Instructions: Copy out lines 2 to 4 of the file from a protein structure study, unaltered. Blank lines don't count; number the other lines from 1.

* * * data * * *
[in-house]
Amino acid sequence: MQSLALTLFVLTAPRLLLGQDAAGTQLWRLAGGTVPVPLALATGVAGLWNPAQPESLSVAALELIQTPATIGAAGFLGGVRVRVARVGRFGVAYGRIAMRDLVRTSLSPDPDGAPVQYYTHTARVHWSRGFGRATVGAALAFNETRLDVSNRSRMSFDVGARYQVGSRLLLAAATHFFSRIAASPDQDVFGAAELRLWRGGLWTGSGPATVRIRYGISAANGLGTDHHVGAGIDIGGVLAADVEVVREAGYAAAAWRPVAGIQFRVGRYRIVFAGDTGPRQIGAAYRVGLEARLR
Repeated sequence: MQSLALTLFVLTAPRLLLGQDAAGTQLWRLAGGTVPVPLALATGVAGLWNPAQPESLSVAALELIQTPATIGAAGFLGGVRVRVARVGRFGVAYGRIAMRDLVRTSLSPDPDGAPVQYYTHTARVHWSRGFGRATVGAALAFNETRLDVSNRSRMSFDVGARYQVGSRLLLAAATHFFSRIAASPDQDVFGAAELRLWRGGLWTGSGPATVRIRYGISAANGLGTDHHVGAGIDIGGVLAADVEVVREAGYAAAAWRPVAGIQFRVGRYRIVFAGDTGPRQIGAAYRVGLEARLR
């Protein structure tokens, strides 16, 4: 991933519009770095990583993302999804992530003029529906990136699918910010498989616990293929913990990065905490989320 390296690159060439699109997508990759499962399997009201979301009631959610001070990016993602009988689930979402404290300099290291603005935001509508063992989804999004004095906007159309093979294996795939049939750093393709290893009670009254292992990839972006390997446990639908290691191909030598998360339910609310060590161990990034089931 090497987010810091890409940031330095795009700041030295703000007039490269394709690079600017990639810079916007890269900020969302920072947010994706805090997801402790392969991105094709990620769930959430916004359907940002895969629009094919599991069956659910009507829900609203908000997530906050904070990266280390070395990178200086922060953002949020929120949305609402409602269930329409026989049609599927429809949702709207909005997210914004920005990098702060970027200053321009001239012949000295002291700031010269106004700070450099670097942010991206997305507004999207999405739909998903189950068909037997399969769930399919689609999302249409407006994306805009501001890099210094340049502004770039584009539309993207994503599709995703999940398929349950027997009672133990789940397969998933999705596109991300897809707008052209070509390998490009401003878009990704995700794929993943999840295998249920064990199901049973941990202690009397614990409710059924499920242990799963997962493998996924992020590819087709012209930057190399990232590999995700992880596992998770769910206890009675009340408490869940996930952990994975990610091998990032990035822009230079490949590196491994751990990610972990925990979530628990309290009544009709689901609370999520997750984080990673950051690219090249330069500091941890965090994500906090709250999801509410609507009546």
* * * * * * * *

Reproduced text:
Amino acid sequence: MQSLALTLFVLTAPRLLLGQDAAGTQLWRLAGGTVPVPLALATGVAGLWNPAQPESLSVAALELIQTPATIGAAGFLGGVRVRVARVGRFGVAYGRIAMRDLVRTSLSPDPDGAPVQYYTHTARVHWSRGFGRATVGAALAFNETRLDVSNRSRMSFDVGARYQVGSRLLLAAATHFFSRIAASPDQDVFGAAELRLWRGGLWTGSGPATVRIRYGISAANGLGTDHHVGAGIDIGGVLAADVEVVREAGYAAAAWRPVAGIQFRVGRYRIVFAGDTGPRQIGAAYRVGLEARLR
Repeated sequence: MQSLALTLFVLTAPRLLLGQDAAGTQLWRLAGGTVPVPLALATGVAGLWNPAQPESLSVAALELIQTPATIGAAGFLGGVRVRVARVGRFGVAYGRIAMRDLVRTSLSPDPDGAPVQYYTHTARVHWSRGFGRATVGAALAFNETRLDVSNRSRMSFDVGARYQVGSRLLLAAATHFFSRIAASPDQDVFGAAELRLWRGGLWTGSGPATVRIRYGISAANGLGTDHHVGAGIDIGGVLAADVEVVREAGYAAAAWRPVAGIQFRVGRYRIVFAGDTGPRQIGAAYRVGLEARLR
């Protein structure tokens, strides 16, 4: 991933519009770095990583993302999804992530003029529906990136699918910010498989616990293929913990990065905490989320 390296690159060439699109997508990759499962399997009201979301009631959610001070990016993602009988689930979402404290300099290291603005935001509508063992989804999004004095906007159309093979294996795939049939750093393709290893009670009254292992990839972006390997446990639908290691191909030598998360339910609310060590161990990034089931 090497987010810091890409940031330095795009700041030295703000007039490269394709690079600017990639810079916007890269900020969302920072947010994706805090997801402790392969991105094709990620769930959430916004359907940002895969629009094919599991069956659910009507829900609203908000997530906050904070990266280390070395990178200086922060953002949020929120949305609402409602269930329409026989049609599927429809949702709207909005997210914004920005990098702060970027200053321009001239012949000295002291700031010269106004700070450099670097942010991206997305507004999207999405739909998903189950068909037997399969769930399919689609999302249409407006994306805009501001890099210094340049502004770039584009539309993207994503599709995703999940398929349950027997009672133990789940397969998933999705596109991300897809707008052209070509390998490009401003878009990704995700794929993943999840295998249920064990199901049973941990202690009397614990409710059924499920242990799963997962493998996924992020590819087709012209930057190399990232590999995700992880596992998770769910206890009675009340408490869940996930952990994975990610091998990032990035822009230079490949590196491994751990990610972990925990979530628990309290009544009709689901609370999520997750984080990673950051690219090249330069500091941890965090994500906090709250999801509410609507009546």